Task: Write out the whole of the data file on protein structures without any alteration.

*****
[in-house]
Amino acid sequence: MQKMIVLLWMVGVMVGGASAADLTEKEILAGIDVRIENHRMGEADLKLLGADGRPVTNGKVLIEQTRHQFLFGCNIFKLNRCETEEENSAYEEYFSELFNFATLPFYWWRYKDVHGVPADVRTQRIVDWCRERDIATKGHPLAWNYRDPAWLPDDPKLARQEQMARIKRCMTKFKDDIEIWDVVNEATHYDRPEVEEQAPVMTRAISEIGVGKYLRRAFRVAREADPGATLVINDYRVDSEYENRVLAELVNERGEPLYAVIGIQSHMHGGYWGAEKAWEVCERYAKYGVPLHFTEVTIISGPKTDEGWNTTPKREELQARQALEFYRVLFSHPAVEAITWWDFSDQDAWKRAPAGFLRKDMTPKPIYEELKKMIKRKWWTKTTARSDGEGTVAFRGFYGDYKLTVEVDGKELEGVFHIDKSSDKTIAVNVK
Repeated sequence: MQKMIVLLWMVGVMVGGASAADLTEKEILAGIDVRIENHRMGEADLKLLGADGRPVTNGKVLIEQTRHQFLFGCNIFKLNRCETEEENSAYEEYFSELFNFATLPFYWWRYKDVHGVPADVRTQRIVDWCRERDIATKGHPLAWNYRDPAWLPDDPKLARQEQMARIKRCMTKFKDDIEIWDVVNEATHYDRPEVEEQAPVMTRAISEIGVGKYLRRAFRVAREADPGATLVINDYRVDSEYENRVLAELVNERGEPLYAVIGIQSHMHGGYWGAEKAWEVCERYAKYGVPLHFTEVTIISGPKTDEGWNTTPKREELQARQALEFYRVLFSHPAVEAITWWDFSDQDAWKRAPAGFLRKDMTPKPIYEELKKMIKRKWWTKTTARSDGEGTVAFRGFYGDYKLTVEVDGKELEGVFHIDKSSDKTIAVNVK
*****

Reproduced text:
[in-house]
Amino acid sequence: MQKMIVLLWMVGVMVGGASAADLTEKEILAGIDVRIENHRMGEADLKLLGADGRPVTNGKVLIEQTRHQFLFGCNIFKLNRCETEEENSAYEEYFSELFNFATLPFYWWRYKDVHGVPADVRTQRIVDWCRERDIATKGHPLAWNYRDPAWLPDDPKLARQEQMARIKRCMTKFKDDIEIWDVVNEATHYDRPEVEEQAPVMTRAISEIGVGKYLRRAFRVAREADPGATLVINDYRVDSEYENRVLAELVNERGEPLYAVIGIQSHMHGGYWGAEKAWEVCERYAKYGVPLHFTEVTIISGPKTDEGWNTTPKREELQARQALEFYRVLFSHPAVEAITWWDFSDQDAWKRAPAGFLRKDMTPKPIYEELKKMIKRKWWTKTTARSDGEGTVAFRGFYGDYKLTVEVDGKELEGVFHIDKSSDKTIAVNVK
Repeated sequence: MQKMIVLLWMVGVMVGGASAADLTEKEILAGIDVRIENHRMGEADLKLLGADGRPVTNGKVLIEQTRHQFLFGCNIFKLNRCETEEENSAYEEYFSELFNFATLPFYWWRYKDVHGVPADVRTQRIVDWCRERDIATKGHPLAWNYRDPAWLPDDPKLARQEQMARIKRCMTKFKDDIEIWDVVNEATHYDRPEVEEQAPVMTRAISEIGVGKYLRRAFRVAREADPGATLVINDYRVDSEYENRVLAELVNERGEPLYAVIGIQSHMHGGYWGAEKAWEVCERYAKYGVPLHFTEVTIISGPKTDEGWNTTPKREELQARQALEFYRVLFSHPAVEAITWWDFSDQDAWKRAPAGFLRKDMTPKPIYEELKKMIKRKWWTKTTARSDGEGTVAFRGFYGDYKLTVEVDGKELEGVFHIDKSSDKTIAVNVK